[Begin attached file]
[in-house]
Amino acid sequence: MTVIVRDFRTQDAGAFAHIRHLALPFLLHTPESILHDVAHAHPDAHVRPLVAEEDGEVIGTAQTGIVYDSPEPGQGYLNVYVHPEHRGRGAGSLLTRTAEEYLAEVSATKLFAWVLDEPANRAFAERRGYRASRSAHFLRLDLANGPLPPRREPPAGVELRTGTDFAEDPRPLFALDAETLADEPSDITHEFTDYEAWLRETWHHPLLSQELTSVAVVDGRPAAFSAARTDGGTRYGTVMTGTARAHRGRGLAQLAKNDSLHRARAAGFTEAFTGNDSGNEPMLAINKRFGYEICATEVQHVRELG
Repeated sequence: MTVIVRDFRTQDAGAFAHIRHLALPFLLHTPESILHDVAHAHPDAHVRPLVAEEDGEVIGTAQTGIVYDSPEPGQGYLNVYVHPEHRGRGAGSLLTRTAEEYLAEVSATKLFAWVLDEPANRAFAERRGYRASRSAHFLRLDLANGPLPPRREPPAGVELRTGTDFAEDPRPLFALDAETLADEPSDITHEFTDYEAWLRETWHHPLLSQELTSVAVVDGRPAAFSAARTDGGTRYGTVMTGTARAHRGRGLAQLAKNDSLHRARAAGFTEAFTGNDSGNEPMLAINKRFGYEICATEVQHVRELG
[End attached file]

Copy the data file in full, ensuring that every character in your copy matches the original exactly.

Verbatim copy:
[in-house]
Amino acid sequence: MTVIVRDFRTQDAGAFAHIRHLALPFLLHTPESILHDVAHAHPDAHVRPLVAEEDGEVIGTAQTGIVYDSPEPGQGYLNVYVHPEHRGRGAGSLLTRTAEEYLAEVSATKLFAWVLDEPANRAFAERRGYRASRSAHFLRLDLANGPLPPRREPPAGVELRTGTDFAEDPRPLFALDAETLADEPSDITHEFTDYEAWLRETWHHPLLSQELTSVAVVDGRPAAFSAARTDGGTRYGTVMTGTARAHRGRGLAQLAKNDSLHRARAAGFTEAFTGNDSGNEPMLAINKRFGYEICATEVQHVRELG
Repeated sequence: MTVIVRDFRTQDAGAFAHIRHLALPFLLHTPESILHDVAHAHPDAHVRPLVAEEDGEVIGTAQTGIVYDSPEPGQGYLNVYVHPEHRGRGAGSLLTRTAEEYLAEVSATKLFAWVLDEPANRAFAERRGYRASRSAHFLRLDLANGPLPPRREPPAGVELRTGTDFAEDPRPLFALDAETLADEPSDITHEFTDYEAWLRETWHHPLLSQELTSVAVVDGRPAAFSAARTDGGTRYGTVMTGTARAHRGRGLAQLAKNDSLHRARAAGFTEAFTGNDSGNEPMLAINKRFGYEICATEVQHVRELG